Pros and cons of cashless society

What connects Sweden and India? Weather conditions? No. Cuisine? No. Film industry? No. So what is it?! Attempted to make their economy cashless? Yes, that’s right. Cashless!

Let’s start with a couple of interesting observations:

  • In Sweden more than 95% of transactions are digital. In 2016, Sweden saw the highest year-on-year increase in card fraud in Europe at 18%
  • In 2016, India pulled 86% of existing currency from circulation (c.$240bn) in order to demonetize the country’s shadow economy.   99% of the demonetized cash was legitimately exchanged for new denomination notes.

The cashless economy is politically complicated, especially in developing economies. 

Uber, which has transformed the travel sector (and business models in general), was an early adopter of cashless payments via the Uber mobile app.  However, Uber introduced cash payments as an option in many countries because, as the company discovered, cash is still many people’s preferred payment option and by excluding cash payers the company was excluding a significant section of society.  

So, what are the pros and cons of cashless society?

 

Pros

  • Transaction Convenience
    • cashless payments can be swifter and, perhaps, easier than making cash payments and people do look for convenience (the least effort) in their day-to-day activities.  
  • Transaction Visibility
    • cashless transactions are traceable from source to destination which may help to counter money laundering and the use of proceeds of crime
  • Transaction Accountability
    • visibility of transactions means that avoidance of tax becomes more difficult and assets can be traced to the source owner

Cons

  • Transaction security 
    • fraudulent use of stolen card details is on the increase globally. In the UK card fraud rates have risen every year from £341m in 2011 to £618m in 2016
  • Transaction data
    • the security of transaction data can be compromised. Combined with other data sources it would be possible to build a detailed profile of any transactions (date, time, frequency, even location) and the parties involved  
  • Systems integrity
    • power outages and system failures, although relatively uncommon, do occur and when they do the cashless economy grinds to a halt

For people in rural and undeveloped areas cash will remain the only viable way of payment for the long term. Here at Pip IT, our goal is to provide an equal opportunity for payment options and money transfer. Learn more about our services and feel free to reach out for any type of question.

Role of cash and digital payments in UK

With the rapid development of technology and new ways of payment, governments are compelled to either revise current or develop new legislative frameworks and laws regarding cash, digital payments and lately cryptocurrencies. Recently, the United Kingdom’s HM Treasury opened a consultation on Cash and digital economy.

Through that document the government is seeking to get insights on:

  • How to support people and businesses who use digital payments
  • How to ensure that those who need to are able to pay with cash
  • How to prevent the use of cash to evade tax and launder money

The consultation is a first step in a debate regarding cash within the UK.  It’s clear, to the government, that digital payments can be supported without implementing restrictions on cash. It’s clear to the government as well that “ As an alternative to cash, digital payments offer consumers and businesses convenient, tailored, and flexible ways of purchasing goods and services.They enable transactions to be made online, over the phone, or in store, quickly and securely.”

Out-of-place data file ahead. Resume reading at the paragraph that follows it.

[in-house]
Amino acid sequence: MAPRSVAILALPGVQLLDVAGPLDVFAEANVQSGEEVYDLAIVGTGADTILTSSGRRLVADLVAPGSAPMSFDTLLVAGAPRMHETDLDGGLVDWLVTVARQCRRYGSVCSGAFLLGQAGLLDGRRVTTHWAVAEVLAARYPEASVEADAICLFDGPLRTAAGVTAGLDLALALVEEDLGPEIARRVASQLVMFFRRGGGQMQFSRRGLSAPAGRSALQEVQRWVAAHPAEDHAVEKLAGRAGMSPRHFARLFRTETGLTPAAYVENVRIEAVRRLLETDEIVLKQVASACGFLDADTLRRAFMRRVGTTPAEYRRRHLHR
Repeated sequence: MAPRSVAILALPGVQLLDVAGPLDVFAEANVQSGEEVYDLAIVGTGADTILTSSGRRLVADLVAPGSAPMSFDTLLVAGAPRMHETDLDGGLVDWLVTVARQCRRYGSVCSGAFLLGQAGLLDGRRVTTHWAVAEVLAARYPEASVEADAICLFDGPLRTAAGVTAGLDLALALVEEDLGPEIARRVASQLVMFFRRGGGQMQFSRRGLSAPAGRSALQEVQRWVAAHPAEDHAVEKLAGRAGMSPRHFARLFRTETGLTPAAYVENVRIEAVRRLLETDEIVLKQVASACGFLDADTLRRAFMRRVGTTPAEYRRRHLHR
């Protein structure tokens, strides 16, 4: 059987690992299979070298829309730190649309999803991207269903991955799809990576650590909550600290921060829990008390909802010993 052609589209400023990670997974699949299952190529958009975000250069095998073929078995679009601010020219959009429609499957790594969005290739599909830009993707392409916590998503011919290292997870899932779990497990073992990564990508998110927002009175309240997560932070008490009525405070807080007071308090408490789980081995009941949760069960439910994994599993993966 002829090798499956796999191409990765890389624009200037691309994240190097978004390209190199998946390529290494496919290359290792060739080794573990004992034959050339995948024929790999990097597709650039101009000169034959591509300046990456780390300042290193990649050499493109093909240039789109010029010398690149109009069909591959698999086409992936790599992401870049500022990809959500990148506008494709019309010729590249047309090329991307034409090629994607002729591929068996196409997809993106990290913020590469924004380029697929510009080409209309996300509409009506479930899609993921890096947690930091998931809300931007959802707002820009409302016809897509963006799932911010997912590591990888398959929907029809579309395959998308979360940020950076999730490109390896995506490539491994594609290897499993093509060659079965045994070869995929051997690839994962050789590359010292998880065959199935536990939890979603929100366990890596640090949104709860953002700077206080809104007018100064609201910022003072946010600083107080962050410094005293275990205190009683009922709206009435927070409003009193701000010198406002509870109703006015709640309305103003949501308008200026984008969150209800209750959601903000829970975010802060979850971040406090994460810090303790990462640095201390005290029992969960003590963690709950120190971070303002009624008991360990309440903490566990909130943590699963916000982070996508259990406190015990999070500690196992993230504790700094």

Nevertheless, cash is still playing an important role for payments. For example, due to strict rules for opening a bank account, a high number of immigrants arriving to the UK each year, for whom cash is the main way of payment, are forced to use cash while they don’t have the required residency status.

In 2016, the value of Bank of England notes in circulation increased by 10%, reaching over £70 billion in the run-up to Christmas: the fastest growth in a decade”; said Chief Cashier Victoria Cleland at the Future of Cash Conference held in Vienna. It’s obvious that both cash and digital payments are on the rise. One shouldn’t exclude the other but support it, and provide UK citizens with a fair and transparent payment landscape.

Here at Pip IT we’re helping expats with services like  International Bill Pay and eDeposit. Feel free to reach out to us and together we can drive changes on financial market.

Cash Payments Disappearing in Developed Countries?

For a country as advanced and developed as Canada we would presume that cash payments are rare and that cash as a method of payments is obsolete and with one foot in the grave. But is that really the case? What do you think?

Despite the growth in alternatives such as debit and credit cards, Canadians still use cash to process more than half of all transactions, the Bank of Canada calculates. Cash may no longer be king for big purchases, but a majority of all transactions in Canada still happen with paper money. Consumers seem to rely on physical money for the smallest purchases, with the median amount of a cash transaction valued at $8.04. Debit and credit card transactions are higher at $28.33 and $43.85, respectively.

Most merchants seem to prefer cash and debit card payments, the report found, as they are less costly to accept than credit cards. Only two-thirds of small- and medium-sized businesses accept debit and credit cards, it said, while nearly all large businesses do.
For some of the smaller and medium companies, transaction costs may be higher than benefits, the report pointed out, so they may decide to not accept cards or only do so for larger purchases.

Even though the Ecommerce numbers are surging year after year due to technology and logistics improvements, cash domination blocks Ecommerce overtaking of offline shopping. Two major factors are involved:

  • Not everyone has a bank account or a credit card; especially not immigrants who lately entered the country
  • Fear of theft or card fraud

PiP iT Solution

To avoid those problems PiP IT offers a solution that helps both merchants and customers to safely execute the sell/ buy through Ecommerce. The customer does not need a bank account, debit/credit card and there is no risk of fraud. The process goes as follows:

  • A customer selects a product as normal on your website.
  • At checkout they are given the option to use ‘PiP iT’ as their payment method. This automatically generates a barcode which is sent to their mobile phone or can be printed out.